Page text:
Wednesday, December 12, 2007

To be a man...

As a part of my current internship, I was given a tall stack of research and policy reports that have been written about the status and progress of women in this country and the Arab world. I haven't read them all that carefully, as they are really quite repetitive and, really, they don't say a whole lot that I didn't already know. Plus, my Arabic is still not what it should be, and about half of the reports were written in Arabic, so that's a bit of a chore.

But yesterday I was working my way through a report on the status of violence against women and women's human rights here in 2004 when I stumbled upon an interesting statistic:

28% of women surveyed wish they had been born male.

The authors added the stipulation that they think it would be more, but likely many of the respondents mistook the question to be asking whether they were happy with what God made them, so they may have assumed that to have said they wished they were male would have been a rejection of God.

So at least 28% of women in this country wish they had been born male?

I found that to be such a shocking statement (I'd never really thought about which gender I'd prefer - being a woman has always seemed to simply be a part of who I am, not better not worse than being a man), that I shared it with with the three women in the room with me (who are from this country). Well, immediately, the senior-most of them said, "Well, I wish I were a man."

So I naturally replied, chin hanging on my chest, "Really?"

And she said, as if it were the most natural thing in the world, that she has often wished she were a man.

There is one way in which I will always be a five-year-old: I can't help but ask why. Ever. (Well, unless it seems so incredibly inappropriate that I try to stay quiet and stare at the person in a questioning way that makes it obvious I want to know why; it usually works.) So I asked her why.

She explained to me how everything falls on her. She is the one who needs to make sure her children are fed and that they go to school. She is the one who worries if her son is sick or if her daughter is pestered at school. There are some men who really look out for their wives and families even if hers doesn't; but even so, a woman doesn't have a choice. It all falls on her.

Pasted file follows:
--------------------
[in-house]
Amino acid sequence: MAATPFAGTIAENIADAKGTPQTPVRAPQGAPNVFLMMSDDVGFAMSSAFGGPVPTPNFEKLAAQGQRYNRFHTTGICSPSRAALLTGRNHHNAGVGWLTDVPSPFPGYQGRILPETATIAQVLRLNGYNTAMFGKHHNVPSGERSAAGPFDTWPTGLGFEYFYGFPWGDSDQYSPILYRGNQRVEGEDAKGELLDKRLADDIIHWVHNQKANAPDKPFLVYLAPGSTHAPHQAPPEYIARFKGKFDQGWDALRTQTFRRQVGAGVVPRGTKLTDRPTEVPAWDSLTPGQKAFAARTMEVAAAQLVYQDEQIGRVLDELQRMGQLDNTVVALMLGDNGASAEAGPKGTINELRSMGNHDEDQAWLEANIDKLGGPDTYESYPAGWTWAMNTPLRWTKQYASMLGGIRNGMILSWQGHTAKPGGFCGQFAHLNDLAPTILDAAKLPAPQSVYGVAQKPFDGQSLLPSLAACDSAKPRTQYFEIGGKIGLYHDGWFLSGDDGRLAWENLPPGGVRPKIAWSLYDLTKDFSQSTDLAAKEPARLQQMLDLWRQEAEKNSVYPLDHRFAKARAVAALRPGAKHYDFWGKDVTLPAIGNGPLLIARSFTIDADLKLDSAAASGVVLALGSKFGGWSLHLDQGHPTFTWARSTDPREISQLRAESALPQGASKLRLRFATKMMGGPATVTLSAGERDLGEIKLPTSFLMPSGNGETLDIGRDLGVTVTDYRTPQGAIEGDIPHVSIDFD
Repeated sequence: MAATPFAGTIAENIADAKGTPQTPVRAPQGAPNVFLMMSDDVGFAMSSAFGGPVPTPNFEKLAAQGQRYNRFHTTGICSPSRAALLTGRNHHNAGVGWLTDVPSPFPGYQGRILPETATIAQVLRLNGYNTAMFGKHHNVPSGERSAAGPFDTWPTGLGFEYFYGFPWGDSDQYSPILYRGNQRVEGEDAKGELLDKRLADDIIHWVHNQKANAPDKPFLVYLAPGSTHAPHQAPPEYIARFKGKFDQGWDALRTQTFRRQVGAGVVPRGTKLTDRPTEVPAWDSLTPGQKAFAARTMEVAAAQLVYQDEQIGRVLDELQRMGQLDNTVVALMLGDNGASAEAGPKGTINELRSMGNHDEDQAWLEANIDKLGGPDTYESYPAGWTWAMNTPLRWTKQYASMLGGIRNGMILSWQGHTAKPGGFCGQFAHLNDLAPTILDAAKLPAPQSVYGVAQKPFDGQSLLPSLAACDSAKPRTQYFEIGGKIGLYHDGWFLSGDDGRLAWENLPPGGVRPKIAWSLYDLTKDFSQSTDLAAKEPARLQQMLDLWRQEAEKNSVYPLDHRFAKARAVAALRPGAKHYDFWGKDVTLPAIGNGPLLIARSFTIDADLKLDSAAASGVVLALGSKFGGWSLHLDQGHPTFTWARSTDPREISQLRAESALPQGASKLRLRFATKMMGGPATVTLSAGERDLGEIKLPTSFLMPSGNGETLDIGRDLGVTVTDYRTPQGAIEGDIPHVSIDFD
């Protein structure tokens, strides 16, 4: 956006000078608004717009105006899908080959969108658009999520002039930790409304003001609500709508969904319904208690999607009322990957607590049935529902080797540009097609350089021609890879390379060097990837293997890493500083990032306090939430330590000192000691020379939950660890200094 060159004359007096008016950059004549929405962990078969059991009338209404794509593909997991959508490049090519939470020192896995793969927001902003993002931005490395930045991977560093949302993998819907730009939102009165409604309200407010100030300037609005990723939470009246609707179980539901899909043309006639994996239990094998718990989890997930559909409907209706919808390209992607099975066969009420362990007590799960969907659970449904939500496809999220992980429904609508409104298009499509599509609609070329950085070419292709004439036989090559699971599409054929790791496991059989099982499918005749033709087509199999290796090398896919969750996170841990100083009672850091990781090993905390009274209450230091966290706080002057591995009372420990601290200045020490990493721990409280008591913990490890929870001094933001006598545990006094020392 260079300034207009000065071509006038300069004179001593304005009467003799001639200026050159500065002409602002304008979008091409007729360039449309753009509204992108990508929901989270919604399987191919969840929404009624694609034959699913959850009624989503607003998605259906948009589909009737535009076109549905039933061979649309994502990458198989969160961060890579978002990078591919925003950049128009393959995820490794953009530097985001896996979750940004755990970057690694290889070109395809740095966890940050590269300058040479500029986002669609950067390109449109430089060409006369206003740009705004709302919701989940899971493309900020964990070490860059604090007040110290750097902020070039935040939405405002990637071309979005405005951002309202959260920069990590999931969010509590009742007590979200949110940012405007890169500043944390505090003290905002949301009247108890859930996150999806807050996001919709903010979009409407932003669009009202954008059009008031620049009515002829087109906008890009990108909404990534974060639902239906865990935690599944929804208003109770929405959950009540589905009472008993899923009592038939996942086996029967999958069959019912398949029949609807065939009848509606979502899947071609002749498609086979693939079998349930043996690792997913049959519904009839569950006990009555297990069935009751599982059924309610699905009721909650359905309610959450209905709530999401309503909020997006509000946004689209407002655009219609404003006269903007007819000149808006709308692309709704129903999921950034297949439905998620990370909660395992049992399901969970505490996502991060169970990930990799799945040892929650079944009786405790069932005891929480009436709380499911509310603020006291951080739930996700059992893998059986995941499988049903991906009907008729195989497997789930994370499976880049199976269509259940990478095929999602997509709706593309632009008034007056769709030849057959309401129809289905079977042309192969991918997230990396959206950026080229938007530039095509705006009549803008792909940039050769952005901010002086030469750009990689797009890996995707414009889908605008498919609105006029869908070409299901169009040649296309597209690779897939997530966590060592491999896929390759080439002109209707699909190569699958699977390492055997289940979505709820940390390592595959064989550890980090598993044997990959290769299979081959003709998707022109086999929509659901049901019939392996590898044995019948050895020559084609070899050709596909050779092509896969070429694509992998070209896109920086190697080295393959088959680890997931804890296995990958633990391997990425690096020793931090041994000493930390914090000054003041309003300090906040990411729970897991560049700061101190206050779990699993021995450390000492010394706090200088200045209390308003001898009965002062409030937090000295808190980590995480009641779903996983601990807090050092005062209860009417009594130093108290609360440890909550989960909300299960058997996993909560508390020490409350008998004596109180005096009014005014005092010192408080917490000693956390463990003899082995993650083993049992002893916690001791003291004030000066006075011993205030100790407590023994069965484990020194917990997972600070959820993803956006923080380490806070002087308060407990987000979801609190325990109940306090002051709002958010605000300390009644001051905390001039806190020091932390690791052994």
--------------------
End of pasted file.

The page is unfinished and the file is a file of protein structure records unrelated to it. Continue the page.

It seemed to me that she was saying that she wishes that she had a choice to not care. So I responded by suggesting that this was because she had the heart of a mother, because it was her heart - not her gender - that kept her plugging away even when a man might give up and just live his life for himself.

But as the conversation went on, as we talked about other rather shameful topics regarding women in this society that are generally kept secret and avoided at all costs... she kept coming back to specific issues facing women. For example, if a marriage is bad - and I mean real bad - a woman doesn't really have a recourse. If her family will help her out, then that's good. Otherwise, what choice does a woman have than to suffer? In cases like these, she says, who could blame a woman for choosing something that is so against her religion... like having an abortion?

Yes, it is right to believe in God, she said, but who's to blame if we fear life?

So... I shouldn't be surprised to hear that sex-change surgeries are actually not uncommon in this region. And I should be encouraged that there are currently a number of projects and discussions underway to provide services, including vocational training, for battered women. It's a new concept that a woman might be able to provide for herself and her children by herself, but an exciting concept it is.

The next day, I asked her directly what she thinks are the biggest needs of the woman in this country, to improve her lot in life. She talked about material and emotional assistance, including training and networking. But what it came down to was: respect.

1 comment:

tony said...

Well the quarter is over and I can now catch up on your posts. Sounds like you've been having interesting interactions over there. It seems like things are very thought provoking over there. I hope things find you well as the holiday season is upon us. As for myself I'm finishing grading the some exams so they ought to be fun. The interpretation of the Civil Rights Movement for the students seems to be more incorrect than ever. Talk about driving your instructor MAD!

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